December 8, 2023

Sitrep for Dec. 6-8, 2023 (as of 8 a.m. UTC+3)

Frontline Situation Update

Foreign Policy has released an analytical article by Franz-Stefan Gady summarizing the joint trip of military analysts to Ukraine. In it, he questions the popular thesis of “a newly transparent battlefield” created through the widespread use of inexpensive reconnaissance drones. Ubiquitous drones and other technologies make it possible to track, in real time, any troop movements by either side, making it all but impossible to hide massing forces and concentrations of armored vehicles from the enemy and thus leading both sides to shift toward attacks in small groups. However, there are various ways to reduce or even deny the enemy the ability to conduct real-time tracking. Staying hidden often involves simple environmental factors, such as the time of day (most Ukrainian attacks occur pre-dawn or late in the evening, under the cover of darkness), weather conditions (on a cloudy day with heavier winds and rain, there are fewer drones in the air, resulting in less surveillance coverage and a lower rate of artillery fire, and in dense fog, they may not pose a threat at all), and even terrain.

Contrary to the common belief that elevated positions no longer provide a significant advantage, in reality, launching a drone from higher ground increases its flight range. From lower ground, however, FPV drones usually require additional communication relay drones to effectively strike at a distance. During the fighting for Bakhmut, many analysts considered it more advantageous to retreat to tactical heights near the town to defend against drones, as the town is located in a low-lying area.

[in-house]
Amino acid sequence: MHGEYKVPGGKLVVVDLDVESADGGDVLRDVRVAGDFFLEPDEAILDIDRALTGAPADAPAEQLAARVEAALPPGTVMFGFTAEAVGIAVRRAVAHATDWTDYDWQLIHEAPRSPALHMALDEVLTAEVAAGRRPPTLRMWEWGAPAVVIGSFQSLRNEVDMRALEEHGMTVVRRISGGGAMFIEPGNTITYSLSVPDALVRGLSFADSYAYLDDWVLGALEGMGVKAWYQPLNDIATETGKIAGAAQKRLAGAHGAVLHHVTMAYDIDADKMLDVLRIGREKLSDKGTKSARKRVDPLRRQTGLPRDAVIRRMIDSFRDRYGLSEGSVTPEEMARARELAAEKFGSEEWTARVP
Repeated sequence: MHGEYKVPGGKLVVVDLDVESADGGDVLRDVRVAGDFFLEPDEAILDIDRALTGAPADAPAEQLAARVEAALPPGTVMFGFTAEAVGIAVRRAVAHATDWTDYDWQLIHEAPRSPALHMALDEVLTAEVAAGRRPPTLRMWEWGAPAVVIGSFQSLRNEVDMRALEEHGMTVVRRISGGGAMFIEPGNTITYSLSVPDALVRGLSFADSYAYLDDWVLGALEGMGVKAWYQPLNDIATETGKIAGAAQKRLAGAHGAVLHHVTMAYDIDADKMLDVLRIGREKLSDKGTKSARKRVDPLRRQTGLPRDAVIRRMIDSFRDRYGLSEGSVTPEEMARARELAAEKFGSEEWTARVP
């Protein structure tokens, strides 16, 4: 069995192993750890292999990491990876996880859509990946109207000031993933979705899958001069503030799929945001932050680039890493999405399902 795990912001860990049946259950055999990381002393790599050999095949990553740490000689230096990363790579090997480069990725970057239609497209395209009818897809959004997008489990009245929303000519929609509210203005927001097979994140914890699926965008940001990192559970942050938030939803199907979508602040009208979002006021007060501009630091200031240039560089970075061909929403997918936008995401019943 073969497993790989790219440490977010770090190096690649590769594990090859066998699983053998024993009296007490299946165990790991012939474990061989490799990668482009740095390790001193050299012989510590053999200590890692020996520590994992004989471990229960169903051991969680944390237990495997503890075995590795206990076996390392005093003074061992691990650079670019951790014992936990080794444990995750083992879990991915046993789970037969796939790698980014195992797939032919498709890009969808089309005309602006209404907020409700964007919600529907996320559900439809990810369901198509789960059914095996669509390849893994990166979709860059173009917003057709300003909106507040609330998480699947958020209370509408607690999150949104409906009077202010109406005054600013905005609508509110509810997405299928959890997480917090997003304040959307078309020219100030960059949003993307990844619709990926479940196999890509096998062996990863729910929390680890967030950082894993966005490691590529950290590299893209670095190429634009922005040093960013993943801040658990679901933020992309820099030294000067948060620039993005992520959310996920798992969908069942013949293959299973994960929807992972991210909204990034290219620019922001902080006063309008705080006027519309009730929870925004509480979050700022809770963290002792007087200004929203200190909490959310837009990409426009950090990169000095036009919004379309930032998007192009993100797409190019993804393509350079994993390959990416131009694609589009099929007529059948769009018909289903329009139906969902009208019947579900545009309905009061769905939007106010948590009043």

Using drones at night remains considerably challenging, even though both sides have started deploying drones equipped with thermal imaging or night vision devices. However, given their higher cost, such drones are used less frequently.

In his article, Gady also described Ukrainian attacks: the Armed Forces of Ukraine usually attack Russian trenches in assault groups of approximately 10 to 16 soldiers. These troops are dropped directly into the enemy’s trench network by two or three infantry fighting vehicles or armored personnel carriers, supported by two or more main battle tanks. If the soldiers take the trenches in a dawn attack, they will then need to hold them against counterattacks until nighttime, when they can either move again or receive reinforcements. Due to all the aforementioned factors, it is incorrect to claim complete transparency on the frontline. To address this situation, new technologies and radio-electronic warfare systems, capable of more effectively countering enemy drones, are required.

Serhii Sternenko, a Ukrainian far-right social activist and YouTuber, is raising awareness about the escalating issue of a growing number of Russian drones equipped with night vision and thermal imaging devices. He urges the AFU command and the Ukrainian government to develop systematic measures to address this issue and, currently, to provide the AFU with as many drones with similar capabilities and electronic warfare systems as possible, rather than leaving this matter solely to volunteers.

Western Assistance

According to Reuters, during a closed-door meeting in Washington, Ukrainian representatives, including Defense Minister Rustem Umerov, requested various weapons for the AFU, such as F-16 fighter aircraft, Abrams tanks and ATACMS tactical ballistic missiles, as well as other military equipment, including:

  • C-17 Globemaster transport jets and the C-130 Super Hercules;
  • F-18 "Hornet" fighter jets;
  • Boeing AH-64 Apache and UH-60 Black Hawk helicopters;
  • THAAD (Terminal High Altitude Area Defense) air defense system (similar to the S-300 SAM system);
  • three types of drones, including the MQ-9B SkyGuard drone.